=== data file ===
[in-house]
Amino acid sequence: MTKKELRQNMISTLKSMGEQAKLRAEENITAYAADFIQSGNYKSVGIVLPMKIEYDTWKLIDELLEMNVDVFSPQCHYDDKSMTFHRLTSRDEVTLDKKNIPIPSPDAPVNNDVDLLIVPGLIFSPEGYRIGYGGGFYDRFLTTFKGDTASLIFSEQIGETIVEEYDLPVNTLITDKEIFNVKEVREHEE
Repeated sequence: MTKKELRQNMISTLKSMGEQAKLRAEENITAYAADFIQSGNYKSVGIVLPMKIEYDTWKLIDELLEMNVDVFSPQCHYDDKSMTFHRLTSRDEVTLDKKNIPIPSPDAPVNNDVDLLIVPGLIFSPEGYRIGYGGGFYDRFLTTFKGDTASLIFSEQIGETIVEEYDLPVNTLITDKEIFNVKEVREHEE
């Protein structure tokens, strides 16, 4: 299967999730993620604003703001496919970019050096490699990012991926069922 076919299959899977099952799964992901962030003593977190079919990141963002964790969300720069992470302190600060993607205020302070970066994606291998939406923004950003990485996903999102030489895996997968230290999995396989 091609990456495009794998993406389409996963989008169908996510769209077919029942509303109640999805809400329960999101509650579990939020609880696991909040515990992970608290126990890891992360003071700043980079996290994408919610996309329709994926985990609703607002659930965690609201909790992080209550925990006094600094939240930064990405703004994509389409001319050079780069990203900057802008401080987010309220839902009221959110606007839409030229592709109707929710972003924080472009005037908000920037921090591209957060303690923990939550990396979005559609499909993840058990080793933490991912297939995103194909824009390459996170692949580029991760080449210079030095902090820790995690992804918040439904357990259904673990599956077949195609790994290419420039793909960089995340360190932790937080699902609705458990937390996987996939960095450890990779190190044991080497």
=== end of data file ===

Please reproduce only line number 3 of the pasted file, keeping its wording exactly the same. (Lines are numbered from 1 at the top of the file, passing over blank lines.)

Repeated sequence: MTKKELRQNMISTLKSMGEQAKLRAEENITAYAADFIQSGNYKSVGIVLPMKIEYDTWKLIDELLEMNVDVFSPQCHYDDKSMTFHRLTSRDEVTLDKKNIPIPSPDAPVNNDVDLLIVPGLIFSPEGYRIGYGGGFYDRFLTTFKGDTASLIFSEQIGETIVEEYDLPVNTLITDKEIFNVKEVREHEE